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September 2001

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In this issue:    Thora Birchophilia!     Fun on a Budget!     Ricky Martin: Fact or Fiction?     PLUS: God Hates PULP! , Batturtle Reviews movies that don't exist! and The Attack of Coffin Joe!.
Slayer Hates Us All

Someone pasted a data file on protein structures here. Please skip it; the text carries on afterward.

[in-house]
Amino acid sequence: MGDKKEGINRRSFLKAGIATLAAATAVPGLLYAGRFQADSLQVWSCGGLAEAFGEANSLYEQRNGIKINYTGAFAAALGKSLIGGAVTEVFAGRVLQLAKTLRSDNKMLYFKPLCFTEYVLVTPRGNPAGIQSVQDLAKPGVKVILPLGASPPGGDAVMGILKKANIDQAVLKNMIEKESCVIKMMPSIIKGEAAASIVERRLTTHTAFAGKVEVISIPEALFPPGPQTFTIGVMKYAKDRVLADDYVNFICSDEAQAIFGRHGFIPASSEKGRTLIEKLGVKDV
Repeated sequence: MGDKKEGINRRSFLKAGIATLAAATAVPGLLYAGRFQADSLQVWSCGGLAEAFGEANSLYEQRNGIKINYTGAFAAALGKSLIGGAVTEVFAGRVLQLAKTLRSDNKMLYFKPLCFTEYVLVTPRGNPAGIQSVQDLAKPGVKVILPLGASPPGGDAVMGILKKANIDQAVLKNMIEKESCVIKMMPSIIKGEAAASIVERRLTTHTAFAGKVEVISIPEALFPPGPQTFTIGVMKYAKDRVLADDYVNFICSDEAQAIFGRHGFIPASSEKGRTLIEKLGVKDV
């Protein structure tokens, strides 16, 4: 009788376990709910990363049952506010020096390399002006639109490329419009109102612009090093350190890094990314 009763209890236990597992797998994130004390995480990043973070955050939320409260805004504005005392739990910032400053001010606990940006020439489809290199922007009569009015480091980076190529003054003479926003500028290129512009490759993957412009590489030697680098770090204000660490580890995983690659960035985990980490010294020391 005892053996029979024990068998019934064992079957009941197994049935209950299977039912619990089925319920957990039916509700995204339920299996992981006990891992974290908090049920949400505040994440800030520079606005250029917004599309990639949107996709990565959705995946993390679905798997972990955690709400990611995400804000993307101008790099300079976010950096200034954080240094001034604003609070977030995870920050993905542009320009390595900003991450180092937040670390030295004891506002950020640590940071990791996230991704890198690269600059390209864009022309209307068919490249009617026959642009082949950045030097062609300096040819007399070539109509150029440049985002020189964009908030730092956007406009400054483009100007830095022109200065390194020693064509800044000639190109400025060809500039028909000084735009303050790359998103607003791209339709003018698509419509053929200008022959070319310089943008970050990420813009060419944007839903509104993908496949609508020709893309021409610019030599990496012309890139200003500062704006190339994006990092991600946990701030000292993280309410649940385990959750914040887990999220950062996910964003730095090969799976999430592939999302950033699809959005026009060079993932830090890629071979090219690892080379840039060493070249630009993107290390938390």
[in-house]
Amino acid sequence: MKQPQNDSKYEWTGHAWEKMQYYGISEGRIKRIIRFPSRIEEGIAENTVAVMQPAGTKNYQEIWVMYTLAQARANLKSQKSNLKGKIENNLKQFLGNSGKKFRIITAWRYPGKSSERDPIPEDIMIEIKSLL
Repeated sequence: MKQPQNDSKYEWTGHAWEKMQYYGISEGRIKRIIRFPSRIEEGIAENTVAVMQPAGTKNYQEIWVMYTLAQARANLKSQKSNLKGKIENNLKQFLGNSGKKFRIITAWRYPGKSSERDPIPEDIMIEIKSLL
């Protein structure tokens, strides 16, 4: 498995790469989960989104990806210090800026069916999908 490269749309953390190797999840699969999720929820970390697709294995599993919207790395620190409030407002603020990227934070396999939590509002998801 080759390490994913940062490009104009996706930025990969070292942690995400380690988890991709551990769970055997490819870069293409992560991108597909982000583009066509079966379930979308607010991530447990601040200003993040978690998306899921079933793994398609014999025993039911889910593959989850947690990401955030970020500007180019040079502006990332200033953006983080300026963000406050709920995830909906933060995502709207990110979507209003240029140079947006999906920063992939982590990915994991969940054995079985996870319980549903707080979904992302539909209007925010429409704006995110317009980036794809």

Yeah, yeah, you and I both know the way this review is headed. First off, we engage in some lighthearted kidding over the charming title of the new Slayer album, God Hates Us All. Then, perhaps some tongue-in-cheek comparisons between the thrash-core pioneers and sixties folk icon Donovan, followed by a few deliciously sarcastic appraisals of the artistic merit of lyrics like 'I keep the Bible in a pool of blood so that none of its lies can affect me', after which we all have a good laugh at the expense of bands who just waste shelf space at HMV when there are plenty of Radiohead albums to sell. Well, you know what? Nuts to you. You're going to sit here while I talk about the album, and you're going to like it. Not the album, of course. God no, nobody could possibly like that wretched excuse for a CD. But you and I both are going to give it the respect it deserves, as an actual, bona fide work of art with as much artistic validity as any post-rock album or Fatboy Slim release. I'm sick to death of people sneering at the kind of music me and thousands of other anti-social, needlessly hostile white youth listen to just because it's not 'relevant', 'politically correct', or 'good', and it's time to put a stop to it. I mean, honestly, when it comes right down to it, what's the difference between some squinty little British guy whining about androids and a beefy wrestling fan playing an entire set of songs about satanic storm troopers? Aside from the obvious, I mean. While the content, style, and overall coolness level may be entirely different, I maintain that the level of artistic integrity remains the same. After all, even in metal bands, these people are artists, composing original music and lyrics to get their message across. Regardless of how ridiculously inappropriate that message may be, that seems to me to be a fairly good definition of the artistic process. Sure, Slayer may really only have one message both lyrically (they hate God) and musically (they like Black Sabbath) but who are we to judge the validity of their opinions? Granted, some may find a thirteen song CD, not to mention the 11 previous albums, dedicated to raging against all that can be considered good in the world a little 'juvenile', but I ask you, how many juveniles do you know that spend a large portion of their spare time nailing Bibles to upside down crosses? If the answer is more than one, I think the problem may lie in the crowd you associate with, and not the music I listen to. It just irritates me when people dismiss an entire genre of music merely because it doesn't meet their lofty, slightly stoned ideals about what 'true' music consists of. I mean, it's not like we're talking about rap here, these are real musicians using the medium to convey their thoughts and ideas to the masses. If it was some do-ragged moron showing off a surprisingly feminine amount of diamond jewelry while babbling incomprehensibly about Bentleys and marijuana abuse, I could understand the dismissal, but the sheer arrogance in ignoring an entire genre of music just because you don't like the message being conveyed or the image being portrayed is infuriating. To relegate the huge subset of metal to the realm of un-artistic pap inhabited by bubblegum pop, disco, folk and trance music just plain ignorant. Music is music, so long as it isn't reggae or the empty, soulless computer bleeps of techno, and each genre and category should be respected for what it brings to the rich tapestry that comprises the art form. I don't want to preach, but all I'm saying is that as long as we're not talking about laughably impotent grrl rock or irritatingly puerile R&B, all forms and styles of music should be tolerated and embraced. Except for that DJ crap, because quite frankly, putting albums on two different record players at once and calling it a remix is about as challenging as writing punk songs, but other than that, we should respect different musical genres, and above all keep an open mind about types of music we may not be familiar with. Unless it's house.

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